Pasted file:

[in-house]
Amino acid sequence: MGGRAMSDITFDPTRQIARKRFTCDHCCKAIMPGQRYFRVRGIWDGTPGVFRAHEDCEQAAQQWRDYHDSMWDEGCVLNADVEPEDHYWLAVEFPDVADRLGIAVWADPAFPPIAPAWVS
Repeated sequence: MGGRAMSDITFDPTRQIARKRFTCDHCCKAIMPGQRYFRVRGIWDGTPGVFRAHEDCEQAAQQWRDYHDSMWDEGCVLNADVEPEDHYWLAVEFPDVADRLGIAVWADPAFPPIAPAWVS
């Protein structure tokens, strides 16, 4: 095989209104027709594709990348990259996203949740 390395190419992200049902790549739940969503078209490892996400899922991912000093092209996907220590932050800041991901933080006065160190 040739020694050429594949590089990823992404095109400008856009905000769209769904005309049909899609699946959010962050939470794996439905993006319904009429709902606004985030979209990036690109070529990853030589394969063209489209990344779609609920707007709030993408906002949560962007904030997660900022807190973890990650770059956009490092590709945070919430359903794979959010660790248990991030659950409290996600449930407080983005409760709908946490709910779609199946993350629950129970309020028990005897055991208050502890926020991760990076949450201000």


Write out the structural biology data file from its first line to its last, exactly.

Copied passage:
[in-house]
Amino acid sequence: MGGRAMSDITFDPTRQIARKRFTCDHCCKAIMPGQRYFRVRGIWDGTPGVFRAHEDCEQAAQQWRDYHDSMWDEGCVLNADVEPEDHYWLAVEFPDVADRLGIAVWADPAFPPIAPAWVS
Repeated sequence: MGGRAMSDITFDPTRQIARKRFTCDHCCKAIMPGQRYFRVRGIWDGTPGVFRAHEDCEQAAQQWRDYHDSMWDEGCVLNADVEPEDHYWLAVEFPDVADRLGIAVWADPAFPPIAPAWVS
């Protein structure tokens, strides 16, 4: 095989209104027709594709990348990259996203949740 390395190419992200049902790549739940969503078209490892996400899922991912000093092209996907220590932050800041991901933080006065160190 040739020694050429594949590089990823992404095109400008856009905000769209769904005309049909899609699946959010962050939470794996439905993006319904009429709902606004985030979209990036690109070529990853030589394969063209489209990344779609609920707007709030993408906002949560962007904030997660900022807190973890990650770059956009490092590709945070919430359903794979959010660790248990991030659950409290996600449930407080983005409760709908946490709910779609199946993350629950129970309020028990005897055991208050502890926020991760990076949450201000």